McLean dives into competition

Swim and dive team participate in highest skill bracket

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McLean dives into competition

Zazi Halla prepares for her dive in the girls' one-meter division at states. She finished in fourth place.

Zazi Halla prepares for her dive in the girls' one-meter division at states. She finished in fourth place.

Susan Miranda

Zazi Halla prepares for her dive in the girls' one-meter division at states. She finished in fourth place.

Susan Miranda

Susan Miranda

Zazi Halla prepares for her dive in the girls' one-meter division at states. She finished in fourth place.

Sebastian Jimenez, Opinions Editor

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From Feb. 15-18, the McLean swim and dive team headed to George Mason University for the state-level swim-offs. Among their adversaries were high schools from all over Virginia, with those hailing from close districts such as Yorktown and George Marshall as well as other schools found throughout the state. As is the case with state-wide competitions, the swimmers present were extremely skilled with many years of experience, including McLean’s.

“I have been on McLean swim and dive since freshman year and have been swimming in general for nine years,” junior Dora Wu said.

For swim specifically, there are many different brackets of races, with individual competitions as well as team relays.

“Our 200-meter freestyle relay got disqualified at preliminaries which was somewhat disappointing but there are always other opportunities,” Wu said.

Despite this mishap, the team still did well. Wu herself competed in the 200-yard medley relay and the 100-yard breaststroke, placing eighth and fifth in finals respectively. For a competition with so many skilled swimmers from a huge variety of schools, it was definitely a momentous achievement.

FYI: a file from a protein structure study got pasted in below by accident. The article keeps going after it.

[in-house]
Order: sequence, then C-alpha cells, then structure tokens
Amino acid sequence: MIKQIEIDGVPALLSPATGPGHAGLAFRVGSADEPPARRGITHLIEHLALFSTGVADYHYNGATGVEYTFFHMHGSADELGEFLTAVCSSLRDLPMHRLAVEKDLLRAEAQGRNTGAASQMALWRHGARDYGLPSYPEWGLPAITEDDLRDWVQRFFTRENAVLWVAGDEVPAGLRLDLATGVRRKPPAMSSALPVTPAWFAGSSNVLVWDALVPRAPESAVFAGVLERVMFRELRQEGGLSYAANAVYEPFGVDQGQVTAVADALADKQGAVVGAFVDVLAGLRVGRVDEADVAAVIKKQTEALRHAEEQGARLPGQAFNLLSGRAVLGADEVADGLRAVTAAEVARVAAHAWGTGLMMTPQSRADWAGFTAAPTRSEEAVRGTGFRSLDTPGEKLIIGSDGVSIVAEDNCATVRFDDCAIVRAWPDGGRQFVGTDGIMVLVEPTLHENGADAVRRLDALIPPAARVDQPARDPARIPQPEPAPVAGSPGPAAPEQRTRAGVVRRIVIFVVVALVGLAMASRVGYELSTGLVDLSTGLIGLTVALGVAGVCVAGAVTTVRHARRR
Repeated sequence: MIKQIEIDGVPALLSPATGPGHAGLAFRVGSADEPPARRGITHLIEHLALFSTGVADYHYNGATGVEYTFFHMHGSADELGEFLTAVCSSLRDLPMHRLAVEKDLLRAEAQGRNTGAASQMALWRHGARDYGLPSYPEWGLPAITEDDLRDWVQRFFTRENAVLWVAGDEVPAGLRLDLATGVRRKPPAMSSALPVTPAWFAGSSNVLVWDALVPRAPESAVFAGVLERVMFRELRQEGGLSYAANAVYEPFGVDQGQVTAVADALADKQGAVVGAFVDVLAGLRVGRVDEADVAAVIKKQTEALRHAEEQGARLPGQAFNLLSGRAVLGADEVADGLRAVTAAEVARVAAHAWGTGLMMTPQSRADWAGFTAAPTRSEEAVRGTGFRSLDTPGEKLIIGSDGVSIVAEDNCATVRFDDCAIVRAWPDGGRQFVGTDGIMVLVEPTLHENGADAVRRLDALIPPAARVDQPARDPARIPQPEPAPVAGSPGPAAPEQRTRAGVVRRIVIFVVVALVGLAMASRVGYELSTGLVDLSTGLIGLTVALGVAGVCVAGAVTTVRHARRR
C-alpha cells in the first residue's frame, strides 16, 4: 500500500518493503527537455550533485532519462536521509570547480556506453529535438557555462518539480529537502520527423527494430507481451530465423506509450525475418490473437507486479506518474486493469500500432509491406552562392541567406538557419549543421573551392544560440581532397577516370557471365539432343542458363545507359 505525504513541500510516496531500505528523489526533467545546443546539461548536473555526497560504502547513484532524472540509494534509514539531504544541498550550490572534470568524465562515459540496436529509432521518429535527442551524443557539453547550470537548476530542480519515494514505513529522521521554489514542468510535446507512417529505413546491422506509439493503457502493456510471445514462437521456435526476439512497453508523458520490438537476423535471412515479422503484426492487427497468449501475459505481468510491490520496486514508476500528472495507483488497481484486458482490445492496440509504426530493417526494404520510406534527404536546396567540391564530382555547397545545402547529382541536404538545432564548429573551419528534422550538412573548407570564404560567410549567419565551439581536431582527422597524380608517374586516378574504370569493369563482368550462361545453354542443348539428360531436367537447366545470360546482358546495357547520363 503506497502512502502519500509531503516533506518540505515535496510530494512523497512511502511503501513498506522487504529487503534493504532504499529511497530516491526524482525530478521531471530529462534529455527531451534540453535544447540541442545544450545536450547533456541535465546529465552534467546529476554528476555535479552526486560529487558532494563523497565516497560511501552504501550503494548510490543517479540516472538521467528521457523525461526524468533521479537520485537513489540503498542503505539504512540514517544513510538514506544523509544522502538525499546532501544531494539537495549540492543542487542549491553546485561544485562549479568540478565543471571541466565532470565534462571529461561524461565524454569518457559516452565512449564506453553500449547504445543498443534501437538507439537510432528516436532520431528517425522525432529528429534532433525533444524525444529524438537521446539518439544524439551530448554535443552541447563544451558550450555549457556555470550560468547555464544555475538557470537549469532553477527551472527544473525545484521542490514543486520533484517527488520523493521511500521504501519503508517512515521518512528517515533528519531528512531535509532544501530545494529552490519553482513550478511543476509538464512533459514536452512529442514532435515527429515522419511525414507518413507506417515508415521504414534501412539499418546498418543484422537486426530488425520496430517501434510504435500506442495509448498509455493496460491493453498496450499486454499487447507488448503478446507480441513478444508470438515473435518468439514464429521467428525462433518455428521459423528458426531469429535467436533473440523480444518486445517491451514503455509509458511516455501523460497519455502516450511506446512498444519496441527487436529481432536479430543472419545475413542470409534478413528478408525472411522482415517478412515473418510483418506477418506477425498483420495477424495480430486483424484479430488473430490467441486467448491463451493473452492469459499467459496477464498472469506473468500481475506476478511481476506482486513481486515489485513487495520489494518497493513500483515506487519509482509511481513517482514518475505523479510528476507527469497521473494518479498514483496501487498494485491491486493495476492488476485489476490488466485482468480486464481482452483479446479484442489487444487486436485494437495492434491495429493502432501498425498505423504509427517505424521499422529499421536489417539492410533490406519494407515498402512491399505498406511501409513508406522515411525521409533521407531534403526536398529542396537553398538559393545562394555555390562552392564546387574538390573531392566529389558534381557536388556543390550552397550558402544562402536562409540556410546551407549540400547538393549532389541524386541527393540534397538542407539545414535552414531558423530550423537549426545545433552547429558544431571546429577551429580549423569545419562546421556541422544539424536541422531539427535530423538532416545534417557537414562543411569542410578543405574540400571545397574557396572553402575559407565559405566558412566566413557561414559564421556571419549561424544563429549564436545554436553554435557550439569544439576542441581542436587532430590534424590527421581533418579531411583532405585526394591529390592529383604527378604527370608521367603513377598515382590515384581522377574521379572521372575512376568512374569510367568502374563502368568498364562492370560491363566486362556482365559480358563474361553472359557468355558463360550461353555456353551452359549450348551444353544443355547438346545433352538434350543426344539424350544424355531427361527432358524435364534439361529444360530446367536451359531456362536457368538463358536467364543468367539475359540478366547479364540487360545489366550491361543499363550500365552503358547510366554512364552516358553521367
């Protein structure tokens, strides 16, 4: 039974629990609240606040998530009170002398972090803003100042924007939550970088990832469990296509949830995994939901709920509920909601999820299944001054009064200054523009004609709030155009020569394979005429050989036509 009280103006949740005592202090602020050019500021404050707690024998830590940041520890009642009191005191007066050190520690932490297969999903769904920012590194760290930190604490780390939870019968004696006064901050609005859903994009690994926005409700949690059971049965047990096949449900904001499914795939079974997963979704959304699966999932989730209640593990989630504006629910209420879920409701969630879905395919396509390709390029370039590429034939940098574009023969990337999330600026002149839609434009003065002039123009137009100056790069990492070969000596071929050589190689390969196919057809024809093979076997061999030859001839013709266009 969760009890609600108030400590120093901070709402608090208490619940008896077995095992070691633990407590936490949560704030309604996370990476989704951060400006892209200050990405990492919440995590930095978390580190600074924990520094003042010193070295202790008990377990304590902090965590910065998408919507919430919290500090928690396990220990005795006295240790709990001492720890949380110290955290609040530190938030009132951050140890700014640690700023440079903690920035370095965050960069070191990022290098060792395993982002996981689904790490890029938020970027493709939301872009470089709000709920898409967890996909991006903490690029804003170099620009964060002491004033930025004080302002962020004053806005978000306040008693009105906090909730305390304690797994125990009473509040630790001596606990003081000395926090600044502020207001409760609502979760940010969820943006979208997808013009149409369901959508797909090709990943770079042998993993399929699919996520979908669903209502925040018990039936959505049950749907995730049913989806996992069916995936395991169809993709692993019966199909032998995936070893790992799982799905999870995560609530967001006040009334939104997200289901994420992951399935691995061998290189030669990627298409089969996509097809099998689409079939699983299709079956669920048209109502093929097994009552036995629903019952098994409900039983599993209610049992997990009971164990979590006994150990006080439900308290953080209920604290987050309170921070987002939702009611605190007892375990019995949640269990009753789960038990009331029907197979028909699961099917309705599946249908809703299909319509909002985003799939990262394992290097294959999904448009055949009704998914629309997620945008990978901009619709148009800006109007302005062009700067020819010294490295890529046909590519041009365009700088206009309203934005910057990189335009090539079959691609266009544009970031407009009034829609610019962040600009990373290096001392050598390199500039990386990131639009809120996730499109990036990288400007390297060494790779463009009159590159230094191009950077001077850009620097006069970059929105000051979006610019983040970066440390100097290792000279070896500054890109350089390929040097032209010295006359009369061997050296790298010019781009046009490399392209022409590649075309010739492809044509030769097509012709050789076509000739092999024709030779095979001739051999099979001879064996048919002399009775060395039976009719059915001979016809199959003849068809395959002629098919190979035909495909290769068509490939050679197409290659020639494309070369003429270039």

“I overcame the competition by focusing on my swims and just thinking about what was important for my race,” Wu said.

Swim wasn’t the only part of the team that did well at states. For junior Zazi Halla, state competitions were an opportunity for her to showcase her skill. Halla previously did gymnastics for seven years from ages 5-12 before switching to diving.

“Gymnastics was just too much. I remember I had to practice for around six hours on a Saturday; if I kept going, I would definitely have to be homeschooled, which I don’t want,” Halla said.

Just like swim, Halla had to compete against other highly trained and top-notch divers from different clubs. 

“[McLean is in the] most competitive state region. For 6A, at least the top 14 girls were competitive USA club divers, so it was a lot harder than last year when there were only seven girls,” Halla said.

The Northern Virginia region possesses the most prestigious and competitive diving clubs. At state competitions last week, these clubs were present, presenting a considerable challenge to all other divers.

“There’s Dominion Dive Club, Alexandria Dive club, which is what I’m on, and there’s Montgomery as well as Mason Dive Club,” Halla said. “There were girls from all four of those clubs who were placing [highly]. There was two girls from DDC, [who placed] first and second, and then a [Mason Diving Club] girl and then me.”

Despite the fierce adversity, Halla excelled, placing fourth overall in the girls’ one-meter diving division. Both McLean swim and dive performed excellently at state competitions, and the team is setting their sights on next year.

“I hope next year more people can make it to states so it can really be a team event for everyone to experience,” Wu said.

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